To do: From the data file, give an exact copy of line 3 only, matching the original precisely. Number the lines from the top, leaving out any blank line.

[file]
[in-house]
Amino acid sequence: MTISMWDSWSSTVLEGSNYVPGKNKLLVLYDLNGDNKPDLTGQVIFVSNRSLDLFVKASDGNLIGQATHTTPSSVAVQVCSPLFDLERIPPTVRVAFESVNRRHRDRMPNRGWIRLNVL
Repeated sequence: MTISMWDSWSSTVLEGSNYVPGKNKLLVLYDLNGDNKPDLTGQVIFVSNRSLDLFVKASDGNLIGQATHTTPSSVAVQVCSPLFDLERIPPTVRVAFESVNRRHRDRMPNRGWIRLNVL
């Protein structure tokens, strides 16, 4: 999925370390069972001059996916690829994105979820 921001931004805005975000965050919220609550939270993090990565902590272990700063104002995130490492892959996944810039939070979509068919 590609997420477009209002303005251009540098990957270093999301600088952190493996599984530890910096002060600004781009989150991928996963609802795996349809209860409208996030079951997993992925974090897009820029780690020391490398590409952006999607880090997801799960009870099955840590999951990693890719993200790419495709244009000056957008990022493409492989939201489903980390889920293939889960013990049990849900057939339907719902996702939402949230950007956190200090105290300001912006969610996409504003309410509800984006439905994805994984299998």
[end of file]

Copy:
Repeated sequence: MTISMWDSWSSTVLEGSNYVPGKNKLLVLYDLNGDNKPDLTGQVIFVSNRSLDLFVKASDGNLIGQATHTTPSSVAVQVCSPLFDLERIPPTVRVAFESVNRRHRDRMPNRGWIRLNVL